Rape scenes are a vital part of pop culture – they just need to be done right

‘These scenes have disturbed, devastated, and galvanised me’: Michaela Coel in ‘I May Destroy You’  (HBO)
‘These scenes have disturbed, devastated, and galvanised me’: Michaela Coel in ‘I May Destroy You’ (HBO)

Some of the most memorable scenes I’ve seen on screen involve sexual assault. Years after watching them, I can still recall every detail. How it was filmed. If there was music playing. Where I watched it. What feelings it stirred in my own body. These scenes have disturbed, devastated, and galvanised me. Often all at the same time.

So I was shocked to hear the actor and writer Doon Mackichan, of the comedies Two Doors Down and Toast of London, as well as the seminal sketch show Smack the Pony, suggest that they only make things worse for women. Speaking at the Hay Festival over the weekend, the 61-year-old lamented the nation’s obsession with “crime porn” and described it as “profoundly deflating for women”. She continued: “We are watching stuff that makes us debilitated and exhausted, it just doesn’t help us overcome this. We are wading in very, very ugly waters of misogyny and violence against women.”

Mackichan went on to explain that she had been motivated to speak out against rape scenes after two female actors told her about the “horrific” experiences they had filming them. Mackichan recalled that one actor was told “that if she felt uncomfortable, just shout … but she had lost her voice, she was being pinned down by four guys”. “We have got a bit used to it and we have to realise what an aberration it is to women to be watching this kind of thing,” Mackichan added.

I couldn’t disagree more. Of course, any kind of violence on screen should be filmed and produced with the utmost sensitivity to the actors involved, a vital practice that the entertainment industry – both in the US and overseas – only recently seems to have adopted via the advent of intimacy coordinators, whose job it is to choreograph scenes of a sexual nature. And I can only imagine how difficult it must be to get this right. But there are so many people out there doing just that – and creating immensely powerful and educational scenes as a result.

I still remember the sense of liberation I felt when I saw Michaela Coel’s character in her brilliant BBC drama, I May Destroy You, being the victim of stealthing, a form of sexual assault involving nonconsensual condom removal. It was that specific scene that helped me realise it had also happened to me – something I wrote about soon after – prompting an inundation of messages from women who said the same. The thing that united us? We initially all blamed ourselves and, due to a lack of education in this area, didn’t realise that stealthing was a form of rape, let alone that it is also a crime.

Nuanced, insightful, and sensitively handled: Mia McKenna-Bruce in ‘How to Have Sex’ (Mubi)
Nuanced, insightful, and sensitively handled: Mia McKenna-Bruce in ‘How to Have Sex’ (Mubi)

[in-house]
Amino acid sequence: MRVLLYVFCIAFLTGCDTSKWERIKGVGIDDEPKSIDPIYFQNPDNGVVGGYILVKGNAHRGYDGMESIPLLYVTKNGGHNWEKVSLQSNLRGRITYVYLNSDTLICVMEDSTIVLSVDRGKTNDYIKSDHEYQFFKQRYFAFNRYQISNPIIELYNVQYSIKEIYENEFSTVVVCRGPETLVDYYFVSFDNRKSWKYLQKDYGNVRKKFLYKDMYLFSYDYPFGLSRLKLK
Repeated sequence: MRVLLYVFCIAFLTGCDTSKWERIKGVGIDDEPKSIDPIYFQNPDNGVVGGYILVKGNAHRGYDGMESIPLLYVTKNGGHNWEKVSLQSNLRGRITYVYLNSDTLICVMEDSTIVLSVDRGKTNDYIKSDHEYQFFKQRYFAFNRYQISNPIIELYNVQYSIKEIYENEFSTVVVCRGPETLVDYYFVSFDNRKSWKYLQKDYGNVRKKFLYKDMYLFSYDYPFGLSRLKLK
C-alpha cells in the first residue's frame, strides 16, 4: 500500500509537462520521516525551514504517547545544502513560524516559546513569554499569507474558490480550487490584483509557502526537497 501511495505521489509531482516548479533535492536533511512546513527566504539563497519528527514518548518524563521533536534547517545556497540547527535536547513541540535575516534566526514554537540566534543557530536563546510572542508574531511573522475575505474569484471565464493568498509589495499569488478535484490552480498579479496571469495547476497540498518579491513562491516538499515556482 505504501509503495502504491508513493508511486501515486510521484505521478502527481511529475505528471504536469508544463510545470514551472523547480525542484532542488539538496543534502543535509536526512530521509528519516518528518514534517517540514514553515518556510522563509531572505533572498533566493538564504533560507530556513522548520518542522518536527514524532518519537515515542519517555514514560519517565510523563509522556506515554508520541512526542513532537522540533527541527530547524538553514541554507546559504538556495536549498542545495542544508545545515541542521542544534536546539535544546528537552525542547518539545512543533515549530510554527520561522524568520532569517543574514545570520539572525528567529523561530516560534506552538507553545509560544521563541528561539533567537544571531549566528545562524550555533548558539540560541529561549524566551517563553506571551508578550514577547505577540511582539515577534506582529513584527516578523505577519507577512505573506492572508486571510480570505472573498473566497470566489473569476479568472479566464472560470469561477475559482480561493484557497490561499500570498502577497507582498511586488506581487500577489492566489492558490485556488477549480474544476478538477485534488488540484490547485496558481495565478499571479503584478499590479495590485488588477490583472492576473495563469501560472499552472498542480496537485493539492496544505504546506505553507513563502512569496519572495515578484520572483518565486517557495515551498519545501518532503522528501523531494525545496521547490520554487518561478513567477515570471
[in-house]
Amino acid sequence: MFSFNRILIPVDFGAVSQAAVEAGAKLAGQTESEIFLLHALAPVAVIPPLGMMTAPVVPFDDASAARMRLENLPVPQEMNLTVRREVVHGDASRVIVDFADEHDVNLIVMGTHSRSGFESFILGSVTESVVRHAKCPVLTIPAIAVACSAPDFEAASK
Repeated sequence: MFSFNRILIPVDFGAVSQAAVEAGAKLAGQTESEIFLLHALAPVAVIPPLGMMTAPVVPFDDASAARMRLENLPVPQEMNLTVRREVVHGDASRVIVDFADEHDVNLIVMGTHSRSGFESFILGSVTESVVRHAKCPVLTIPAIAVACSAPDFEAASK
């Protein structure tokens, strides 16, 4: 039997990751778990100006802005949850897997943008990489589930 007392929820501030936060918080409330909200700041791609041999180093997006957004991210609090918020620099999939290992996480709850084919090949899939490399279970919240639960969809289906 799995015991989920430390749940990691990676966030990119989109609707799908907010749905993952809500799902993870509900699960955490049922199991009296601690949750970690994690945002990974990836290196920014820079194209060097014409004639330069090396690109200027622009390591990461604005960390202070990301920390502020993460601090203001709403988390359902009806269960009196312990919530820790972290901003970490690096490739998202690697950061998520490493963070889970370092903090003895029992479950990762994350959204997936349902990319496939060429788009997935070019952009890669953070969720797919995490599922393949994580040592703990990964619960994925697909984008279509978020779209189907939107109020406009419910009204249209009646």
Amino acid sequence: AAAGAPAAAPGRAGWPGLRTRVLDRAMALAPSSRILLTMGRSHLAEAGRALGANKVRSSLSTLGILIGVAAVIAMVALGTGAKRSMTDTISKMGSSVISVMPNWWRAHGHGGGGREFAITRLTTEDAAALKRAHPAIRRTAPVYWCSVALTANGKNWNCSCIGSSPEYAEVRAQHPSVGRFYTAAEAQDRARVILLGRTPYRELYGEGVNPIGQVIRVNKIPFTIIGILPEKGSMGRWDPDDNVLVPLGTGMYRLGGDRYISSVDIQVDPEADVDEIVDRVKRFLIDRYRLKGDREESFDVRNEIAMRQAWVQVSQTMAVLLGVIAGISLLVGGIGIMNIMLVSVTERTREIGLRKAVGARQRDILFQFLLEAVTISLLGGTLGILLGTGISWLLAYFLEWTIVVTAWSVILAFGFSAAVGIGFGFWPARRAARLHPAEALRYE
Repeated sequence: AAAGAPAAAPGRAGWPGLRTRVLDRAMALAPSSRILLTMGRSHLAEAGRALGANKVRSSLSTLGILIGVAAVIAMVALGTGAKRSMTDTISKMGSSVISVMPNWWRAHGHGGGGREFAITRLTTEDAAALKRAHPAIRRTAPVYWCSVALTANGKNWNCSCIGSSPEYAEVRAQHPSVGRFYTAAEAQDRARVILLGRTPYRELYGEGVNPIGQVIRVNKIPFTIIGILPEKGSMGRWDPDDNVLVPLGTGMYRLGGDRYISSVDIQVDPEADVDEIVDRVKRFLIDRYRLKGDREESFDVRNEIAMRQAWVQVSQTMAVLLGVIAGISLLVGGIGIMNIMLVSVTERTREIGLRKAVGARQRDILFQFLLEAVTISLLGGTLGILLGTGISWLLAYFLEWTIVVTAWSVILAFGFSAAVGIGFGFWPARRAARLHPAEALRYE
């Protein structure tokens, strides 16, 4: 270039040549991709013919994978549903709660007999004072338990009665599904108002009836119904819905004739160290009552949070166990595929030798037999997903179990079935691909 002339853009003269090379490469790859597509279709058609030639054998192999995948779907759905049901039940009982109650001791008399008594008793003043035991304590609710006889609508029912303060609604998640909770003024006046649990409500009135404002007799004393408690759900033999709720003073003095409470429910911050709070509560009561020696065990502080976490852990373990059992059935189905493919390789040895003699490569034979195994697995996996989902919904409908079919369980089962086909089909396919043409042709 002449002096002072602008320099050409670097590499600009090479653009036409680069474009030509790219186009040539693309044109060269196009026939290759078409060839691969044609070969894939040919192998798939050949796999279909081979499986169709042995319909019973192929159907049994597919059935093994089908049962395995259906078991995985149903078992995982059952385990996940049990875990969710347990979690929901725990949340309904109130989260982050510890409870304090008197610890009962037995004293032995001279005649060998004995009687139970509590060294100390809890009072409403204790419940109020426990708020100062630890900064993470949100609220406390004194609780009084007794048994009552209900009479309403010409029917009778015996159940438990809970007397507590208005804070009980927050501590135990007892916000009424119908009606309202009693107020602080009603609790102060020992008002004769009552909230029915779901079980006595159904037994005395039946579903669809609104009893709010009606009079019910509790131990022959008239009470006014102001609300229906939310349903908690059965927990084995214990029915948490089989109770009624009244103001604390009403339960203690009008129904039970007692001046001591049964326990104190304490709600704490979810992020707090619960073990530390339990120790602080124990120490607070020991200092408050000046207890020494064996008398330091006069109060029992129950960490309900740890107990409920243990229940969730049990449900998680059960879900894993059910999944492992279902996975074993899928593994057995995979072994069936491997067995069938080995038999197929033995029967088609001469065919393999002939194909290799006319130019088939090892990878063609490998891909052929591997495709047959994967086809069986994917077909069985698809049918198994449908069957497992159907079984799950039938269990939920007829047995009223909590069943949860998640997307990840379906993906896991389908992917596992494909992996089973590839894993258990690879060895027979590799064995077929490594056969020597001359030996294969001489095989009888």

I May Destroy You changed that. Just as it also changed perceptions around male victims of sexual assault – Paapa Essiedu was praised for his performance in the series, his character raped by a man with whom he’d just had consensual sex. Similar conversations have been sparked around Netflix’s Baby Reindeer, which depicts the rape of its lead character, Richard Gadd’s Donny, a scene inspired by Gadd’s own experiences. These scenes, though, have been somewhat overshadowed by the controversy surrounding the series.

Earlier this year, there was another excellent example of depicting rape on screen in the form of Molly Manning Walker’s celebrated film How to Have Sex. In it, we see Mia McKenna-Bruce as Tara, a teenage girl getting drunk with her friends on their first summer holiday together. In the film’s final scenes, Tara is sexually assaulted by a boy she reluctantly had sex with the day before.

Scenes like this should be taught in schools. All of them are nuanced, insightful, and very sensitively handled, which is why they’ve so massively resonated with survivors such as myself. Not only do they make victims feel less alone, but they also help to educate those who are fortunate enough not to have had any experience with sexual violence, and raise awareness of the wide-ranging forms it can take. They can make people realise they’ve been raped, subsequently driving them to seek support and potentially legal justice. They might even make people realise they’ve raped someone.

When it comes to conversations around sexual violence, we underestimate the role pop culture can play. Perhaps this is partly because there have been so many moments when this has gone badly wrong. At best, rape has typically been used on screen as a dramatic tool, something to add a little flair to a storyline (see ITV’s Liar and the BBC’s Apple Tree Yard). At worst, it’s romanticised or fetishised, depicted as a moment of tension between two impassioned lovers in a spat (see Game of Thrones); this is also a narrative that is commonly used in pornography. One analysis, in 2021, of content on mainstream pornography sites found that one in every eight titles advertised to first time users in the UK described sexually violent or nonconsensual activity.

The trouble is that when rape is depicted badly, the ramifications are dire. But when it’s done well, the reward is immeasurably high. We can only hope that as intimacy coordinators become more widespread, and film and television wises up to the necessary nuances surrounding the issue, that things will improve. As opposed to seeing a demise of rape scenes altogether, we’ll get better, more constructive, and more impactful ones. I really hope we do – and when it happens, that they’re shown to as many people as possible.